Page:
The Liberals continued to use every smoke and mirror trick in the book, like putting off spending announced in previous budgets, to try to keep a fig leaf on this newest deficit. That includes the now $14-billion gap between what they’ve promised to fight climate change and what’s actually there.

All this, of course, after Trudeau increased the size of the civil service by an incredible 40 per cent. What could go wrong? They’ve now got tons of dough and the bureaucrats to spend it, right?

Sometimes the smallest example pops into the news and becomes a fabulous metaphor. If you’d like to understand why the current federal government is one of the worst examples of public administration in memory, look at what happened in the lovely park owned and run by Parks Canada along the Lachine Canal.

People enjoy the good weather by the Lachine Canal in Montreal, July 2, 2022 (Graham Hughes / THE CANADIAN PRESS)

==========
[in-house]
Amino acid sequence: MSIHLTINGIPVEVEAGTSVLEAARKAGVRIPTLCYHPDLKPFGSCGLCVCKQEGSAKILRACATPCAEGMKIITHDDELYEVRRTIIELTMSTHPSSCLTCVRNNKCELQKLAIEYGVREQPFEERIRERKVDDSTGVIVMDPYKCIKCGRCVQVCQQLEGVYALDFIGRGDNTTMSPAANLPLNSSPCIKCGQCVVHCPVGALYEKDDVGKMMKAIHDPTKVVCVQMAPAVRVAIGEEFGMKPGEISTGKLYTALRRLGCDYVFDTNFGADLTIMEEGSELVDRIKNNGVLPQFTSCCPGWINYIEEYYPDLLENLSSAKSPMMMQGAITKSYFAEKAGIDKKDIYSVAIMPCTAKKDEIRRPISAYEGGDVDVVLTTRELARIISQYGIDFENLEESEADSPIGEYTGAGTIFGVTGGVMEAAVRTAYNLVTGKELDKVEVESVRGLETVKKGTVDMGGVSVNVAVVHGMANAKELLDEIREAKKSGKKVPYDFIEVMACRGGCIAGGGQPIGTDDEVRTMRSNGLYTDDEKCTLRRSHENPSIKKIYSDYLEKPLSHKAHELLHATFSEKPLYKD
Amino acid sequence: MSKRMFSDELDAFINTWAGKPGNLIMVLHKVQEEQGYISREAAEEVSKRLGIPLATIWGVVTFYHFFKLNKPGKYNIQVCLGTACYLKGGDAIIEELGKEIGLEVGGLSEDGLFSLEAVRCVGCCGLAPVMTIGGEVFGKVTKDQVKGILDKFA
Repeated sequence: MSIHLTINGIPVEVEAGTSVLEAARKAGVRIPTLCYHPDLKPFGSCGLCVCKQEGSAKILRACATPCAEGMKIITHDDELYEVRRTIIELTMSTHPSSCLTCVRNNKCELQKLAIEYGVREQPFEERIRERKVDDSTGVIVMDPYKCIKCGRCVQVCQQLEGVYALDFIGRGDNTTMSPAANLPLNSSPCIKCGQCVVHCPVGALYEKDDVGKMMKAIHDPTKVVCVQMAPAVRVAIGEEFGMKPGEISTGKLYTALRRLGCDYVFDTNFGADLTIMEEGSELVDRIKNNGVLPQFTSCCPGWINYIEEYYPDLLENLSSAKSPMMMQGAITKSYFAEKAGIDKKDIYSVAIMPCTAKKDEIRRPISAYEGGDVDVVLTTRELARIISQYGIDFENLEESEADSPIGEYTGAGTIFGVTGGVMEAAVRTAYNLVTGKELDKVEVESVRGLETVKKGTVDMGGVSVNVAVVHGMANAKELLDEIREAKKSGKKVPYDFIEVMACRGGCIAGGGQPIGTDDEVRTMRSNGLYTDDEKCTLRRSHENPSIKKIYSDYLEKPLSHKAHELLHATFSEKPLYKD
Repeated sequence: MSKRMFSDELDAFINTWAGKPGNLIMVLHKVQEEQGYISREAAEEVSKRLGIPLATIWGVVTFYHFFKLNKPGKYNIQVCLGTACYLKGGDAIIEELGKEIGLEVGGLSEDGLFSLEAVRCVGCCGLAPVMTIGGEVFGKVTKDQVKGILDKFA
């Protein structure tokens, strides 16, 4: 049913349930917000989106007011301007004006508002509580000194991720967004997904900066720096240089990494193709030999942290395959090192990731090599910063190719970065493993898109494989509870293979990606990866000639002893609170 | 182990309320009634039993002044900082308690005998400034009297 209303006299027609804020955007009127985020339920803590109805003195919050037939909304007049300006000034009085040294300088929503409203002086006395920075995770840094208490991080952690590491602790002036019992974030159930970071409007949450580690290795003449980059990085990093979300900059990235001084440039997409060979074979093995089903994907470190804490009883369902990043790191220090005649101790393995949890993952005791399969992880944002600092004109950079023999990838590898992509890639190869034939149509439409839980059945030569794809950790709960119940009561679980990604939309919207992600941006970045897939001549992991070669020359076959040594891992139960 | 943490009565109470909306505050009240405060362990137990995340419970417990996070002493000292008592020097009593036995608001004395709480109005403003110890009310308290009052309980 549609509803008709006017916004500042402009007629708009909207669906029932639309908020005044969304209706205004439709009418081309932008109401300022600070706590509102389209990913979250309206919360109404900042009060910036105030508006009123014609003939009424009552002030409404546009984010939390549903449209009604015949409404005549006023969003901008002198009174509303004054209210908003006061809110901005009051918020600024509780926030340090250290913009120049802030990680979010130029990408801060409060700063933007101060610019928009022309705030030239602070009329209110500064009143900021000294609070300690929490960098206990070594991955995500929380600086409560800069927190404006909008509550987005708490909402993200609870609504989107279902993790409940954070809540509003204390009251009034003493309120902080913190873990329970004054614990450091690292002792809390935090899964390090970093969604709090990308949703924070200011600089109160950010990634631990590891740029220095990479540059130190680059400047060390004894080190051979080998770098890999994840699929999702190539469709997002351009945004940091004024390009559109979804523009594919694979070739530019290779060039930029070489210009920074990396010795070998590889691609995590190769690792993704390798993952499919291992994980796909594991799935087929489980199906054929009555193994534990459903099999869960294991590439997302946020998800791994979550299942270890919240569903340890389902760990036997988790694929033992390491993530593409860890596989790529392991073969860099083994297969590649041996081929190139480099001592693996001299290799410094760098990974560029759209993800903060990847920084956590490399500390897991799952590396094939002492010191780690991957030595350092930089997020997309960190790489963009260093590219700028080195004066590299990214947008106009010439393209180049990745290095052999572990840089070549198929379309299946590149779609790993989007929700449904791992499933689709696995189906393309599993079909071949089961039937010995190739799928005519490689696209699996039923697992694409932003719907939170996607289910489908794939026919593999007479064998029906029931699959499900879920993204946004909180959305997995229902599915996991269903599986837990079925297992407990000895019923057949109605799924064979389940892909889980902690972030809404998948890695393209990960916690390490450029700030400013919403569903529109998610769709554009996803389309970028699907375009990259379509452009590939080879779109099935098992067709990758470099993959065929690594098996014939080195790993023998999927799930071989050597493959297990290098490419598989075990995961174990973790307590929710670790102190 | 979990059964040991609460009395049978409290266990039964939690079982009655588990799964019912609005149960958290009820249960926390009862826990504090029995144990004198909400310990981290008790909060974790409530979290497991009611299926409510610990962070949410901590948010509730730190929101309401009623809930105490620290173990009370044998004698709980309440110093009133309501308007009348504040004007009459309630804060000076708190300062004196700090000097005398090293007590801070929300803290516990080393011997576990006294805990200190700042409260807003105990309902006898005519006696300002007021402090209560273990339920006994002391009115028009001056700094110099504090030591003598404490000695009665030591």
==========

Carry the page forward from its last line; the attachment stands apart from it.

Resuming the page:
Lachine is an older section of Montreal along the Saint-Lawrence. Its name (literally meaning 'China') is a joke going back centuries when some voyageurs tried to find a way to their way to China but never quite made it. The lands of their seigneur were dubbed China and the name stuck.

The British later built an important canal and a railway there and it developed into what, at the time, was one of the most important industrial centres in Canada. The area around that refurbished canal is now a Government of Canada park.

Last week the federal employees responsible for the park decided to remove the garbage cans. All of the garbage cans. Not surprisingly, people who live in the area are upset. There’s now garbage everywhere and bags full of dog poop are being left on their lawns.

Bags of dog poop are left on a boardwalk of Montreal's Lachine Canal in Montreal, Wednesday, April 17, 2024 (Christinne Muschi / THE CANADIAN PRESS)

The federal announcement is a masterwork of high-sounding bureaucratese. It is one for the ages. Here’s my favourite part:

"We know that actions in the field have been taken quickly and could have surprised some people. An awareness campaign is being prepared," reads a statement by Parks Canada. "This pilot project to reduce waste at the Lachine Canal NHS includes the withdrawal or relocation of garbage bins as well as potentially new types of facilities in strategic areas of the canal. It is important to remember that waste management remains everyone’s responsibility and duty."